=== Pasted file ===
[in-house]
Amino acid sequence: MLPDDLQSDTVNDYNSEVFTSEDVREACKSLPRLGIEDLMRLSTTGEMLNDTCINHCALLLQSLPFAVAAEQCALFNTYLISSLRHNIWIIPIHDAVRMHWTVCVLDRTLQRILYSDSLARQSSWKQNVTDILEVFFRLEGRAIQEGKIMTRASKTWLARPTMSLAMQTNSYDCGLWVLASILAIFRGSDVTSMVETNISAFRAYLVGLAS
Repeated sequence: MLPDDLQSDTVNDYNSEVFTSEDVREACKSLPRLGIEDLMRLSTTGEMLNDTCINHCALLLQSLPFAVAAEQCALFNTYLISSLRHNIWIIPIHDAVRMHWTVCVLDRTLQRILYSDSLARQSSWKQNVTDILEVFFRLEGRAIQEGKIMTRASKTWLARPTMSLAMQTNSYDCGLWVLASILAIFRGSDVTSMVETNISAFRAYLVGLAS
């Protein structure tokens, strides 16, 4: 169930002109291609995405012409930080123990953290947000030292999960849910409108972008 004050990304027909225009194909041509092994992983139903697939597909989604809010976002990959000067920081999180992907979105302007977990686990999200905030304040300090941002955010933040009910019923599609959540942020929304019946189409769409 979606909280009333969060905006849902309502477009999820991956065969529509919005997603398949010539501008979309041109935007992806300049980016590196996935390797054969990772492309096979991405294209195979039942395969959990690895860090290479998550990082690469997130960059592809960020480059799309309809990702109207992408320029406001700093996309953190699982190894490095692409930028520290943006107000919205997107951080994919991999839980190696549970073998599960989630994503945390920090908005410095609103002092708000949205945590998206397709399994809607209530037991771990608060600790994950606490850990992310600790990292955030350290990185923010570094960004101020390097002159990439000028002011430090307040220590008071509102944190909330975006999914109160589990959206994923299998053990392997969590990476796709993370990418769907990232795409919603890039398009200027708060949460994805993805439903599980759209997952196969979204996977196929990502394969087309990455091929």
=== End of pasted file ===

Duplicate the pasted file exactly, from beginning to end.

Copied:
[in-house]
Amino acid sequence: MLPDDLQSDTVNDYNSEVFTSEDVREACKSLPRLGIEDLMRLSTTGEMLNDTCINHCALLLQSLPFAVAAEQCALFNTYLISSLRHNIWIIPIHDAVRMHWTVCVLDRTLQRILYSDSLARQSSWKQNVTDILEVFFRLEGRAIQEGKIMTRASKTWLARPTMSLAMQTNSYDCGLWVLASILAIFRGSDVTSMVETNISAFRAYLVGLAS
Repeated sequence: MLPDDLQSDTVNDYNSEVFTSEDVREACKSLPRLGIEDLMRLSTTGEMLNDTCINHCALLLQSLPFAVAAEQCALFNTYLISSLRHNIWIIPIHDAVRMHWTVCVLDRTLQRILYSDSLARQSSWKQNVTDILEVFFRLEGRAIQEGKIMTRASKTWLARPTMSLAMQTNSYDCGLWVLASILAIFRGSDVTSMVETNISAFRAYLVGLAS
């Protein structure tokens, strides 16, 4: 169930002109291609995405012409930080123990953290947000030292999960849910409108972008 004050990304027909225009194909041509092994992983139903697939597909989604809010976002990959000067920081999180992907979105302007977990686990999200905030304040300090941002955010933040009910019923599609959540942020929304019946189409769409 979606909280009333969060905006849902309502477009999820991956065969529509919005997603398949010539501008979309041109935007992806300049980016590196996935390797054969990772492309096979991405294209195979039942395969959990690895860090290479998550990082690469997130960059592809960020480059799309309809990702109207992408320029406001700093996309953190699982190894490095692409930028520290943006107000919205997107951080994919991999839980190696549970073998599960989630994503945390920090908005410095609103002092708000949205945590998206397709399994809607209530037991771990608060600790994950606490850990992310600790990292955030350290990185923010570094960004101020390097002159990439000028002011430090307040220590008071509102944190909330975006999914109160589990959206994923299998053990392997969590990476796709993370990418769907990232795409919603890039398009200027708060949460994805993805439903599980759209997952196969979204996977196929990502394969087309990455091929």